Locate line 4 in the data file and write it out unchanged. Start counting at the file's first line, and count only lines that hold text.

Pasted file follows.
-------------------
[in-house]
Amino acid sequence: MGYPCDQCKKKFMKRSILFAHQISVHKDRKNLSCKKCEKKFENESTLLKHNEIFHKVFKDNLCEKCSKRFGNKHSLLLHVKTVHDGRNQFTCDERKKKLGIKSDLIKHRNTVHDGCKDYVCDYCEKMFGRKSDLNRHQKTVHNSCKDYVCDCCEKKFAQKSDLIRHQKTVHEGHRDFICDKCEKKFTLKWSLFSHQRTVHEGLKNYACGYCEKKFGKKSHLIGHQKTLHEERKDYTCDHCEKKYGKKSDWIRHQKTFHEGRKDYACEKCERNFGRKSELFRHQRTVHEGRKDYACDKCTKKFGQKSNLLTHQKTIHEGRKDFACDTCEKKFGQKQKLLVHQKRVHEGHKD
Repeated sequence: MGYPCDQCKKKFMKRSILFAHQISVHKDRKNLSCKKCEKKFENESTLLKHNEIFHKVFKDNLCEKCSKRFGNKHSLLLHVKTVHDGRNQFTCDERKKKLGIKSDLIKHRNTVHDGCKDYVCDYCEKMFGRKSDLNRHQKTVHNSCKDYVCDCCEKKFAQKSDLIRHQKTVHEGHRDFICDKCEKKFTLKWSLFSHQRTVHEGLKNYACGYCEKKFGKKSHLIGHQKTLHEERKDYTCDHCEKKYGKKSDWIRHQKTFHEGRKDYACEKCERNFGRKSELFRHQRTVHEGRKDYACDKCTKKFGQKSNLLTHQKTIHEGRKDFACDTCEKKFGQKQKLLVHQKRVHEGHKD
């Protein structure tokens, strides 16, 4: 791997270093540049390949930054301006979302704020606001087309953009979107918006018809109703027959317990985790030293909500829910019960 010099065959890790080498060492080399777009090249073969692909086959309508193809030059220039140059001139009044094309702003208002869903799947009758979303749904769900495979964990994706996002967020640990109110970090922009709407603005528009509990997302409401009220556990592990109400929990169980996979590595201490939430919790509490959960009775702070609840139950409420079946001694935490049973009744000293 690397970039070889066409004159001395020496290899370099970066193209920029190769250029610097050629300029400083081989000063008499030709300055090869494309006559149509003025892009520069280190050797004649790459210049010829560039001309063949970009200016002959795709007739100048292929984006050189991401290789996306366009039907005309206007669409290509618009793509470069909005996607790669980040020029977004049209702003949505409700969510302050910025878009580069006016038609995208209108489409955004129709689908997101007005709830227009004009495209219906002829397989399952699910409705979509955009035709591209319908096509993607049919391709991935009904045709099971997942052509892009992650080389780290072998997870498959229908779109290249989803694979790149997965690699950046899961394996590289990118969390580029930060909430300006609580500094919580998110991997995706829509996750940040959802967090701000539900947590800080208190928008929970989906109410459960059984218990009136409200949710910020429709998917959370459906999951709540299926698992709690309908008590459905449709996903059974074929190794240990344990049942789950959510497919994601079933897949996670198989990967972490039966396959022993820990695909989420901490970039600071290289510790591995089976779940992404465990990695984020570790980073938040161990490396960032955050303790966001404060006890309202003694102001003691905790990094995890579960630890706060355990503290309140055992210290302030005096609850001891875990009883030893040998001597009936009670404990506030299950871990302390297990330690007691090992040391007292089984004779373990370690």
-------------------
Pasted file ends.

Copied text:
């Protein structure tokens, strides 16, 4: 791997270093540049390949930054301006979302704020606001087309953009979107918006018809109703027959317990985790030293909500829910019960 010099065959890790080498060492080399777009090249073969692909086959309508193809030059220039140059001139009044094309702003208002869903799947009758979303749904769900495979964990994706996002967020640990109110970090922009709407603005528009509990997302409401009220556990592990109400929990169980996979590595201490939430919790509490959960009775702070609840139950409420079946001694935490049973009744000293 690397970039070889066409004159001395020496290899370099970066193209920029190769250029610097050629300029400083081989000063008499030709300055090869494309006559149509003025892009520069280190050797004649790459210049010829560039001309063949970009200016002959795709007739100048292929984006050189991401290789996306366009039907005309206007669409290509618009793509470069909005996607790669980040020029977004049209702003949505409700969510302050910025878009580069006016038609995208209108489409955004129709689908997101007005709830227009004009495209219906002829397989399952699910409705979509955009035709591209319908096509993607049919391709991935009904045709099971997942052509892009992650080389780290072998997870498959229908779109290249989803694979790149997965690699950046899961394996590289990118969390580029930060909430300006609580500094919580998110991997995706829509996750940040959802967090701000539900947590800080208190928008929970989906109410459960059984218990009136409200949710910020429709998917959370459906999951709540299926698992709690309908008590459905449709996903059974074929190794240990344990049942789950959510497919994601079933897949996670198989990967972490039966396959022993820990695909989420901490970039600071290289510790591995089976779940992404465990990695984020570790980073938040161990490396960032955050303790966001404060006890309202003694102001003691905790990094995890579960630890706060355990503290309140055992210290302030005096609850001891875990009883030893040998001597009936009670404990506030299950871990302390297990330690007691090992040391007292089984004779373990370690």